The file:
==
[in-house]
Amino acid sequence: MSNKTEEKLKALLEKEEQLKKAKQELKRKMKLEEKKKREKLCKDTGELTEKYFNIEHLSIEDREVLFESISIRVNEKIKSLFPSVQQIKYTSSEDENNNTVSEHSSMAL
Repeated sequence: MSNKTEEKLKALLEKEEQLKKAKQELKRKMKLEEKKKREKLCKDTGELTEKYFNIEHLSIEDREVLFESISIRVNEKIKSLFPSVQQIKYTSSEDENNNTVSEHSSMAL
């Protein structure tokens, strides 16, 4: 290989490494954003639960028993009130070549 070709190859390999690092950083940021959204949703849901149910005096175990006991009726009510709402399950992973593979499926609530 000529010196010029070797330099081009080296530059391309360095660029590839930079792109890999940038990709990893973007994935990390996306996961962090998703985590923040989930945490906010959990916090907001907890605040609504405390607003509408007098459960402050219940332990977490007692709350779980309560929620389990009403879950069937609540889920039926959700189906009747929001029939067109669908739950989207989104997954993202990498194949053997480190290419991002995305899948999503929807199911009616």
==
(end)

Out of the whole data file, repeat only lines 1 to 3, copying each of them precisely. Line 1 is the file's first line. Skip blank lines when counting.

[in-house]
Amino acid sequence: MSNKTEEKLKALLEKEEQLKKAKQELKRKMKLEEKKKREKLCKDTGELTEKYFNIEHLSIEDREVLFESISIRVNEKIKSLFPSVQQIKYTSSEDENNNTVSEHSSMAL
Repeated sequence: MSNKTEEKLKALLEKEEQLKKAKQELKRKMKLEEKKKREKLCKDTGELTEKYFNIEHLSIEDREVLFESISIRVNEKIKSLFPSVQQIKYTSSEDENNNTVSEHSSMAL